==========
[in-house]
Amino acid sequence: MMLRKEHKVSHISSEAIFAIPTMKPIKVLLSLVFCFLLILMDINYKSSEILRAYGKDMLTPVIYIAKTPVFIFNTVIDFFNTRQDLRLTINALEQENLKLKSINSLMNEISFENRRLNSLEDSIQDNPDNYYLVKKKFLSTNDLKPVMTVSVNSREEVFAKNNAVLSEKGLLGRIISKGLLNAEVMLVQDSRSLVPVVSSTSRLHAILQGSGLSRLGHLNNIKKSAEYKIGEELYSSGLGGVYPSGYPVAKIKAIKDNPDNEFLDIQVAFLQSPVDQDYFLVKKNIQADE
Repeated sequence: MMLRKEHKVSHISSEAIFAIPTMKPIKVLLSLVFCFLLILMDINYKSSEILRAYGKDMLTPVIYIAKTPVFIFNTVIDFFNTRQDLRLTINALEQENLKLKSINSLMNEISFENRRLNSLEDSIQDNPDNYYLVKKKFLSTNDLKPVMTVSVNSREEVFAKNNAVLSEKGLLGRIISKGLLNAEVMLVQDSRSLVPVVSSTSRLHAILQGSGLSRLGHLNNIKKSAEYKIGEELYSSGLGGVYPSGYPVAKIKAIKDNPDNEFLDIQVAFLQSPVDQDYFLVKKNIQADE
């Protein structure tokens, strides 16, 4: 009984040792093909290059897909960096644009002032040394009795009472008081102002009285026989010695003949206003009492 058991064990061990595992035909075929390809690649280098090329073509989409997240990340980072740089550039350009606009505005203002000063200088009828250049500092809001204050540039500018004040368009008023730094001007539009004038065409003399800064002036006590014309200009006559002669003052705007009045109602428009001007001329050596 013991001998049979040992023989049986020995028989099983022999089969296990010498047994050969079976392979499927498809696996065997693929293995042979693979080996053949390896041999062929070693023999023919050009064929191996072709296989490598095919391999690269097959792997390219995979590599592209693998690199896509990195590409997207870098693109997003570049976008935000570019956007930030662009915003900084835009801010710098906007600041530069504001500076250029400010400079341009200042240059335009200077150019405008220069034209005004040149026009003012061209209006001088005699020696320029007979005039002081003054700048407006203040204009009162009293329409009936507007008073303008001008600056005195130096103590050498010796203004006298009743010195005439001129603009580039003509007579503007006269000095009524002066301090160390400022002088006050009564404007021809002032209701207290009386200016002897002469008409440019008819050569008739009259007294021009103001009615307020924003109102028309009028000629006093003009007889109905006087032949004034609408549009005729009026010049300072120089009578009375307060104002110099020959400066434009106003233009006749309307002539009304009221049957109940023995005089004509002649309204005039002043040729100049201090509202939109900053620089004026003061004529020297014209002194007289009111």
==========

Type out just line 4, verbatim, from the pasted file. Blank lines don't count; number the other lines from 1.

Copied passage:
């Protein structure tokens, strides 16, 4: 009984040792093909290059897909960096644009002032040394009795009472008081102002009285026989010695003949206003009492 058991064990061990595992035909075929390809690649280098090329073509989409997240990340980072740089550039350009606009505005203002000063200088009828250049500092809001204050540039500018004040368009008023730094001007539009004038065409003399800064002036006590014309200009006559002669003052705007009045109602428009001007001329050596 013991001998049979040992023989049986020995028989099983022999089969296990010498047994050969079976392979499927498809696996065997693929293995042979693979080996053949390896041999062929070693023999023919050009064929191996072709296989490598095919391999690269097959792997390219995979590599592209693998690199896509990195590409997207870098693109997003570049976008935000570019956007930030662009915003900084835009801010710098906007600041530069504001500076250029400010400079341009200042240059335009200077150019405008220069034209005004040149026009003012061209209006001088005699020696320029007979005039002081003054700048407006203040204009009162009293329409009936507007008073303008001008600056005195130096103590050498010796203004006298009743010195005439001129603009580039003509007579503007006269000095009524002066301090160390400022002088006050009564404007021809002032209701207290009386200016002897002469008409440019008819050569008739009259007294021009103001009615307020924003109102028309009028000629006093003009007889109905006087032949004034609408549009005729009026010049300072120089009578009375307060104002110099020959400066434009106003233009006749309307002539009304009221049957109940023995005089004509002649309204005039002043040729100049201090509202939109900053620089004026003061004529020297014209002194007289009111």